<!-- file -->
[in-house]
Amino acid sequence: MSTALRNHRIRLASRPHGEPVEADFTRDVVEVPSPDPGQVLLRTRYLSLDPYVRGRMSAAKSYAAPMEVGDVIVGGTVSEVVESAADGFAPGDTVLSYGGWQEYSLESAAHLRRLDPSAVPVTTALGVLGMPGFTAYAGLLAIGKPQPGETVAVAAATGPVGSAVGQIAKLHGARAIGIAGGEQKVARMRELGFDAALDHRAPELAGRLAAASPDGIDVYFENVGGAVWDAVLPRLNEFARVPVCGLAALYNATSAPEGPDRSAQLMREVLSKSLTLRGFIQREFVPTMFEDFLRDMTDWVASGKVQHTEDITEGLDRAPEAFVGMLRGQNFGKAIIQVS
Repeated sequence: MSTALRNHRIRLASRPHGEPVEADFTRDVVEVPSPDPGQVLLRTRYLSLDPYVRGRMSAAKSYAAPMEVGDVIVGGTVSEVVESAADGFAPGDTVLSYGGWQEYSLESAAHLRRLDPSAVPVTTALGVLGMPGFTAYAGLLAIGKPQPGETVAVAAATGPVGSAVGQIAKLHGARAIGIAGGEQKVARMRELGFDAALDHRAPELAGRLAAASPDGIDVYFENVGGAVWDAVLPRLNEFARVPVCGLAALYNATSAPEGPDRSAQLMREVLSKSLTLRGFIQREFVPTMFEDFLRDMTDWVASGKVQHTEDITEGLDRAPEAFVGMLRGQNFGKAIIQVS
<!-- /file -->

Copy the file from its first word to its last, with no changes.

[in-house]
Amino acid sequence: MSTALRNHRIRLASRPHGEPVEADFTRDVVEVPSPDPGQVLLRTRYLSLDPYVRGRMSAAKSYAAPMEVGDVIVGGTVSEVVESAADGFAPGDTVLSYGGWQEYSLESAAHLRRLDPSAVPVTTALGVLGMPGFTAYAGLLAIGKPQPGETVAVAAATGPVGSAVGQIAKLHGARAIGIAGGEQKVARMRELGFDAALDHRAPELAGRLAAASPDGIDVYFENVGGAVWDAVLPRLNEFARVPVCGLAALYNATSAPEGPDRSAQLMREVLSKSLTLRGFIQREFVPTMFEDFLRDMTDWVASGKVQHTEDITEGLDRAPEAFVGMLRGQNFGKAIIQVS
Repeated sequence: MSTALRNHRIRLASRPHGEPVEADFTRDVVEVPSPDPGQVLLRTRYLSLDPYVRGRMSAAKSYAAPMEVGDVIVGGTVSEVVESAADGFAPGDTVLSYGGWQEYSLESAAHLRRLDPSAVPVTTALGVLGMPGFTAYAGLLAIGKPQPGETVAVAAATGPVGSAVGQIAKLHGARAIGIAGGEQKVARMRELGFDAALDHRAPELAGRLAAASPDGIDVYFENVGGAVWDAVLPRLNEFARVPVCGLAALYNATSAPEGPDRSAQLMREVLSKSLTLRGFIQREFVPTMFEDFLRDMTDWVASGKVQHTEDITEGLDRAPEAFVGMLRGQNFGKAIIQVS